Telling Solvents Apart the Easy Way

Telling Solvents Apart the Easy Way

Author: Sarah Millar

Tomoyuki Mochida and colleagues, Kobe University, Japan, have developed solvent-recognition films that enable visual recognition of solvents without any analytical instruments.

The films were prepared by incorporating solvatochromic nickel(II) complexes into Nafion membranes. Nafion is a perfluorinated ion-exchange polymer bearing nanopores approximately 40 Å in diameter and sulfonic groups on its side chain. The sulfonic protons in the polymer can be replaced with various cations, in this case, cationic nickel-chelate complexes of the type [Ni(L)(L’)]+ (HL = acetylacetone; L’ = N,N-diethylethylenediamine).

Immersion of the films in a solvent causes the transparent film to change to a color from red to pale blue green, depending on the donor number of the solvent. The color change is based on an equilibrium shift between square-planar and solvent-coordinated octahedral geometries of the cations. The films can distinguish similar solvents such as MeOH, EtOH, 1-PrOH, and 2-PrOH and are also useful for detection of the alcohol concentration in water.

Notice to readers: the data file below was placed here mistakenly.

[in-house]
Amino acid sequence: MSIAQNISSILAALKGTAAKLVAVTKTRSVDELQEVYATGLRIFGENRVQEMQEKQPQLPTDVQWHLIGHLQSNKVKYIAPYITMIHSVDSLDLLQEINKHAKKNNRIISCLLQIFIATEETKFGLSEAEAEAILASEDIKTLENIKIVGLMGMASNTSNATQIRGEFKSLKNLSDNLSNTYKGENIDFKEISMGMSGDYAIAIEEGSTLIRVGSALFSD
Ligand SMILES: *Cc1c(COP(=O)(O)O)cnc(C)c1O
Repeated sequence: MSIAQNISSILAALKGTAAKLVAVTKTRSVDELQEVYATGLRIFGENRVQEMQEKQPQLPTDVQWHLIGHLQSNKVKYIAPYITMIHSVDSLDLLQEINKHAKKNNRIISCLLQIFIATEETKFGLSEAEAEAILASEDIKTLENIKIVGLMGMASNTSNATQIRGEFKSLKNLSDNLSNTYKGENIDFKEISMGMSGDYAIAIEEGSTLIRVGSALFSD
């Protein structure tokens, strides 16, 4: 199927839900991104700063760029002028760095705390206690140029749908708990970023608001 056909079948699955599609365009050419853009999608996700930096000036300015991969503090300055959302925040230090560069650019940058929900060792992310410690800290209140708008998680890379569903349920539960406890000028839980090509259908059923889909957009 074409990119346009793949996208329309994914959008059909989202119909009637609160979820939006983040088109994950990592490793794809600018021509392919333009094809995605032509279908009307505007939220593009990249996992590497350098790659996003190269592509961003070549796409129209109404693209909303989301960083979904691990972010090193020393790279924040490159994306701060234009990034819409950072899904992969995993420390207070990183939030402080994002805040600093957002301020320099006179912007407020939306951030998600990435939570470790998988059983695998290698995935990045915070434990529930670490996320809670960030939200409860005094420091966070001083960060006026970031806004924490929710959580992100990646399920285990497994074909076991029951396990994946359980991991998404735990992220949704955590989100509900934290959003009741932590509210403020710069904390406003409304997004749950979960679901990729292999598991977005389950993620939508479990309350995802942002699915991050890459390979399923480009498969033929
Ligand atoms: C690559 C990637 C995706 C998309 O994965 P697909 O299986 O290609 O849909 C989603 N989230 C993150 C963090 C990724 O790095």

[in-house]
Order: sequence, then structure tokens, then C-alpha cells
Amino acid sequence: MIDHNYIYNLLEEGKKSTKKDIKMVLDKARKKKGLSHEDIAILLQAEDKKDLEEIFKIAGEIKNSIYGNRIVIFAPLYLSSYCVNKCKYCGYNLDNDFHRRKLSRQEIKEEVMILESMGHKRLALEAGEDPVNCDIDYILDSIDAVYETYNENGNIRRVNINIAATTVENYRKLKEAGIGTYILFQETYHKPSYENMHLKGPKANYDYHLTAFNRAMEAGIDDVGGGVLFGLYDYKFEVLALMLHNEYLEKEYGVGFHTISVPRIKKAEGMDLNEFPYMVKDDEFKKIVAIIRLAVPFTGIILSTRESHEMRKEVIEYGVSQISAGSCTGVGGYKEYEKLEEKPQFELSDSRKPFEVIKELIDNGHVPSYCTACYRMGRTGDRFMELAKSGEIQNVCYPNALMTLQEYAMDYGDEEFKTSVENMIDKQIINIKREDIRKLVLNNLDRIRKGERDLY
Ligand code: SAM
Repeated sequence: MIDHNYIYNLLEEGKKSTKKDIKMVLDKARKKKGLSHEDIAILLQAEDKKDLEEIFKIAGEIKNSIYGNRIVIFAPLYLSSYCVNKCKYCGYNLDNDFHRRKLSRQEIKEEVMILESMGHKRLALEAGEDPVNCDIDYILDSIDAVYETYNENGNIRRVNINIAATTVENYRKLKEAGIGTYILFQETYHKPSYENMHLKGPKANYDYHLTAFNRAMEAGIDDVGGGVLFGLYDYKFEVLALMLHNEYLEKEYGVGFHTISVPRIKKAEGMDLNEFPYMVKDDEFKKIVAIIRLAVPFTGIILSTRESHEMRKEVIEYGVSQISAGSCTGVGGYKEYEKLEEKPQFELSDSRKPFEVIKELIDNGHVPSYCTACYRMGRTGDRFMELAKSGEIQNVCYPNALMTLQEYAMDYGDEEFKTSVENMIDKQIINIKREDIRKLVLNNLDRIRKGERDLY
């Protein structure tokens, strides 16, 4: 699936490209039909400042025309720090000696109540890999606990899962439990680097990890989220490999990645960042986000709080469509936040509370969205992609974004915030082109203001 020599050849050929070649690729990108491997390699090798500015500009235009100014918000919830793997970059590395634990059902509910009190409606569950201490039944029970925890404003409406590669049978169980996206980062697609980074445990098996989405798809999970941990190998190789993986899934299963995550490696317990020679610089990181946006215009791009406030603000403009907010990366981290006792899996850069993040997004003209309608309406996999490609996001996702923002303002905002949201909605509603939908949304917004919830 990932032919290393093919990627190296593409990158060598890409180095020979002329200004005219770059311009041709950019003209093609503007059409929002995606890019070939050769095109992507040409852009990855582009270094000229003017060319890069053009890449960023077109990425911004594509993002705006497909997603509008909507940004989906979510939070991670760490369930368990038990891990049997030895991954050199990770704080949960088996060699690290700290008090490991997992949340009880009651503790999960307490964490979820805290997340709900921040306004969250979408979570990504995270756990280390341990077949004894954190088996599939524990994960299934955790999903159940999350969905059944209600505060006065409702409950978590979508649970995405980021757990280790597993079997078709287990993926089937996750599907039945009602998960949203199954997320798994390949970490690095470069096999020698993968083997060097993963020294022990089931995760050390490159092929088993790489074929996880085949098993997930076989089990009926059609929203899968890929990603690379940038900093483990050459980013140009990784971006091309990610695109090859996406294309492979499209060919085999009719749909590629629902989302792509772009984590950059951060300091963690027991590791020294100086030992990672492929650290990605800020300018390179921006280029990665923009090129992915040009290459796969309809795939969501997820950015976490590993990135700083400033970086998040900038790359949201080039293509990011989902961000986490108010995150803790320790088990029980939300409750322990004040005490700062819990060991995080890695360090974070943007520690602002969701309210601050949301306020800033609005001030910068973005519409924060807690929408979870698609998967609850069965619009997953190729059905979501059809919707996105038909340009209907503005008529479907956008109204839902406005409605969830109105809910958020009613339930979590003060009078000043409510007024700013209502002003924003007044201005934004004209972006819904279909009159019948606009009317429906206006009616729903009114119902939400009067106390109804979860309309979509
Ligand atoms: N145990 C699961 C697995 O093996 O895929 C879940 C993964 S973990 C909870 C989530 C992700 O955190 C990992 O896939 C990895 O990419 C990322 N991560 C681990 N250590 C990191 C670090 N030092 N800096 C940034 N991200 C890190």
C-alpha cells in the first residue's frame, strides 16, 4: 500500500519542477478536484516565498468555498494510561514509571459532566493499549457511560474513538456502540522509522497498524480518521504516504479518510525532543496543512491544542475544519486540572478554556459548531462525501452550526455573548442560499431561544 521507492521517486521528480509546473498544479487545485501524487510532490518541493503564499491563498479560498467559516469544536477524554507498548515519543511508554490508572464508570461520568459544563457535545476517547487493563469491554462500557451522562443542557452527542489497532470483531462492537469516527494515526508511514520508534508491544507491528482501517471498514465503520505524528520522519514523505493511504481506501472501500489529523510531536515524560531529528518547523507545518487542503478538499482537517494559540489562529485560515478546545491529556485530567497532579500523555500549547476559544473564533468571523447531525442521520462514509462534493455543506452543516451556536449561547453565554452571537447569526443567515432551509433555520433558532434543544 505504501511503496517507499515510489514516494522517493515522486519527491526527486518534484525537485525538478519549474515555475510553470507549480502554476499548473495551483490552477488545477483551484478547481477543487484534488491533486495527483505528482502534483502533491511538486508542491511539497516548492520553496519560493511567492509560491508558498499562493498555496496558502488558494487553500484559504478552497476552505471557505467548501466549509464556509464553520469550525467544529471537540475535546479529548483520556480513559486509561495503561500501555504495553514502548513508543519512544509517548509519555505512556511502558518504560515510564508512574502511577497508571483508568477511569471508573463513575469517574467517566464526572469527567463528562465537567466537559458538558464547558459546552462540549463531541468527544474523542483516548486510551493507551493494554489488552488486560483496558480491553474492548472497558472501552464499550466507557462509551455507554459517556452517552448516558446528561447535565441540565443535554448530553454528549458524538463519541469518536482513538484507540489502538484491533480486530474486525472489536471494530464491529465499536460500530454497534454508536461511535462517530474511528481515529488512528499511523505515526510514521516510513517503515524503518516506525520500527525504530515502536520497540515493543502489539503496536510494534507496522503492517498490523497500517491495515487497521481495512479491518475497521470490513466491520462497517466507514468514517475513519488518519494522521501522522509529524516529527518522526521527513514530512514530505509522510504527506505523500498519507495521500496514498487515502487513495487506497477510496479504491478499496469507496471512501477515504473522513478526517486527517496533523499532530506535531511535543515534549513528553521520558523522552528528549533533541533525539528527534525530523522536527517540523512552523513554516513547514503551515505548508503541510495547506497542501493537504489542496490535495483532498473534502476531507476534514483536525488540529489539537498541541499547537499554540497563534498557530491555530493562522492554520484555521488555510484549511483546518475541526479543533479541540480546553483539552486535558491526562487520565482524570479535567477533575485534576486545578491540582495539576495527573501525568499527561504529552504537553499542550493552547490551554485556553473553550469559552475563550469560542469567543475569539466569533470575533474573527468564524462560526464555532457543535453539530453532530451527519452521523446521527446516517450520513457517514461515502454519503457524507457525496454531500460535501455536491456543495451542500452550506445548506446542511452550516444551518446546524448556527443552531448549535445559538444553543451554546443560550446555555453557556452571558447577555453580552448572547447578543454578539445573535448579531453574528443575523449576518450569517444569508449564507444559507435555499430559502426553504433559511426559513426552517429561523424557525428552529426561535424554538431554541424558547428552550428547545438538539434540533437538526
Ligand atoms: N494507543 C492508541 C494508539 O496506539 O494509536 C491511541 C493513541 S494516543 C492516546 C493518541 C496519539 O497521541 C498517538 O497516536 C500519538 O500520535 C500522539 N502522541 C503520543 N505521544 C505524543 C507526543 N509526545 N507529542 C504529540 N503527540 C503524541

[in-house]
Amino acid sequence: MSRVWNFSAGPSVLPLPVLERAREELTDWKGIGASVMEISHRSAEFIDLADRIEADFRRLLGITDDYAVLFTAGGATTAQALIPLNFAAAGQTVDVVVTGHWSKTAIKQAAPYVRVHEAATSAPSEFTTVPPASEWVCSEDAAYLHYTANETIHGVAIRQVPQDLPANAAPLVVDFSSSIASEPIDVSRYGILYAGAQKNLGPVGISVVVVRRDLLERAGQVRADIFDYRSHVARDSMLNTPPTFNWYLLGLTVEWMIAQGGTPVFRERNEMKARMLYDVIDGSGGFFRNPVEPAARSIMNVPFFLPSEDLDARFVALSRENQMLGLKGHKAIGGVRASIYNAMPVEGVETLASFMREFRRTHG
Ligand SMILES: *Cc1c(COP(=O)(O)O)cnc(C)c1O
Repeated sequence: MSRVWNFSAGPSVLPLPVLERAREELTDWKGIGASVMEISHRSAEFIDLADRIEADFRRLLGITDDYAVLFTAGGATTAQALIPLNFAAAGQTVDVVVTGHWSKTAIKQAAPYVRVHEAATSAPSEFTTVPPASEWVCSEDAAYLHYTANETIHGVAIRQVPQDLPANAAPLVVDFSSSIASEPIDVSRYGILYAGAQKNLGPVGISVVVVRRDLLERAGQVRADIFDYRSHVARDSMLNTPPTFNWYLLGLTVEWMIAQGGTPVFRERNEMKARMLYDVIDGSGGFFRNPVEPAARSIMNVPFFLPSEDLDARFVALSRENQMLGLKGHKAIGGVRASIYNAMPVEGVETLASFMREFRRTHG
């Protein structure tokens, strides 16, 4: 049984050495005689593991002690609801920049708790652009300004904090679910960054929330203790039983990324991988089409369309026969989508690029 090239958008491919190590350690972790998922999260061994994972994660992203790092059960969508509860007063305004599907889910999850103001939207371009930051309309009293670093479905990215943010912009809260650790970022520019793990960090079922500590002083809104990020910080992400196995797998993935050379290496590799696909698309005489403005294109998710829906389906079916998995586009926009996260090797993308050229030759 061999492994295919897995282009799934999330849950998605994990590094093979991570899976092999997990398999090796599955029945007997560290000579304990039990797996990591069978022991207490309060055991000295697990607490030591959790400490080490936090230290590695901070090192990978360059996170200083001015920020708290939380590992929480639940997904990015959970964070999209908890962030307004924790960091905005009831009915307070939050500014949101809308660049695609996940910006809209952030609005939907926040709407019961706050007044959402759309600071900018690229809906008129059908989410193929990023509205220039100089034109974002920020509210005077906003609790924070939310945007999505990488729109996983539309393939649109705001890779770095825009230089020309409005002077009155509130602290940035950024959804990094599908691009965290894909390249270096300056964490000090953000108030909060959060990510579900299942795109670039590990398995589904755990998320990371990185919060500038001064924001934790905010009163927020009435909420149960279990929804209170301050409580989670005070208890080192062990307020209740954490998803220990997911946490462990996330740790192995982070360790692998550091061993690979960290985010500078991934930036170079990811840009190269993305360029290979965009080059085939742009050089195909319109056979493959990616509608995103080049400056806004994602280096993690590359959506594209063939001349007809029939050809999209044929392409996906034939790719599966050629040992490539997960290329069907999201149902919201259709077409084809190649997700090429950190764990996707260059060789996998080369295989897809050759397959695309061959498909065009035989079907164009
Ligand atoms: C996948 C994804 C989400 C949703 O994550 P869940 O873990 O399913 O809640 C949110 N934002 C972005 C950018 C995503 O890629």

The Nafion-based films exhibit a reversible solvent response. They are easily prepared, robust, and reusable and the incorporated complexes do not leach into the solvents, making them ideal for various applications in the chemical and engineering industries.


 

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